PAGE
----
Wednesday, November 27, 2013

Long term Utilization Of Nicorette

According to the American Heart Association, about 46 million Americans smoke cigarettes. Four in five say they want to quit, and more than a million smokers do quit each year, many with the help of aids such as Nicorette. Given the known dangers of smoking, that seems like a good thing. But for people who try repeatedly but can't kick the habit completely, what are the effects of their long-term use?

Is Nicorette the best option to stop smoking?

How It Works

The theory is simple. Nicotine is a highly addictive drug that acts on the brain, and the body goes into withdrawal when you stop smoking. Nicorette contains a controlled dose of nicotine, so you can replace some of the nicotine you're used to getting. The amount of nicotine is gradually reduced, so that your body has time to adjust. By the end of the course of treatment, you are also ready to stop using the nicotine gum.

Side Effects

Nicotine gum may not be the best option for all smokers, even if used short-term. Like all medications, Nicorette can have side effects, although less than 5 percent of people stop using nicotine replacement products because of those side effects. The most common complaints about nicotine gum are that it tastes bad or causes a tingling feeling on the tongue. Some people complain about hiccups, nausea, or heartburn while chewing the gum. There have also been complaints that the chewing can cause jaw pain.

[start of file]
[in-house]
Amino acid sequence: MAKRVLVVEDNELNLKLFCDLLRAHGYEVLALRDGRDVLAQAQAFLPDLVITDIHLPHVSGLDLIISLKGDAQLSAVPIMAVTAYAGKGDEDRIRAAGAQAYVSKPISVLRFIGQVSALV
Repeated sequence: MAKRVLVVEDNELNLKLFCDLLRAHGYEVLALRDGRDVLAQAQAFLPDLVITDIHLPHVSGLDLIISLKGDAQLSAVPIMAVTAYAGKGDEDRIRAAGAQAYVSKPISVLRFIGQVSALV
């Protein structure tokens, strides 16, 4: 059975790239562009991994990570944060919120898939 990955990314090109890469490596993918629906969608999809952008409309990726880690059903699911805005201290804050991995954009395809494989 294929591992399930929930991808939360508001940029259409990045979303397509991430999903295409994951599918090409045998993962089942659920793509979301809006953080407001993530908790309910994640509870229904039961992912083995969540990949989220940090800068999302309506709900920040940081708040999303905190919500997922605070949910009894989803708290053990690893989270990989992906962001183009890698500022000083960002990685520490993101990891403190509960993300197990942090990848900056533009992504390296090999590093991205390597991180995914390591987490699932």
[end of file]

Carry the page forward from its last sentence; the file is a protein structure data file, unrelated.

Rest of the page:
Is Long-term Use Common?

According to the company's website, a 12-week course is recommended, but there anecdotal reports of people continuing to use the gum for months, and even years. A survey conducted by A.C. Nielsen found that anywhere from 5 percent to 9 percent of users reported using the gum for longer than three months. About half used it for six or more months. In "Addicted to Nicorette," researchers reported patients that had been using nicotine gum for five years, and even longer.

Is Nicorette Addictive?

Nicotine is addictive, whether it's gotten through a cigarette or a piece of gum. The dosage of nicotine in the gum is lower than in a cigarette, but it is still possible to develop an addiction. If you are physically addicted to nicotine gum, you will experience withdrawal symptoms when you stop using it, such as headache, irritability, depression, and difficulty concentrating.

Effects of Long-term Use

The long-term use of any drug, even nicotine gum, is a cause for concern, but research seems to indicate that the use of nicotine gum is a better alternative than continuing to smoke. John Hughes, M.D., spokesman for the Society for Research on Nicotine and Tobacco, has said, "The major harm from smoking is not caused by the nicotine." Hughes points the finger at the carcinogens and carbon monoxide introduced into the body from smoking cigarettes as the biggest cause of concern. Products like Nicorette provide nicotine without these toxins.

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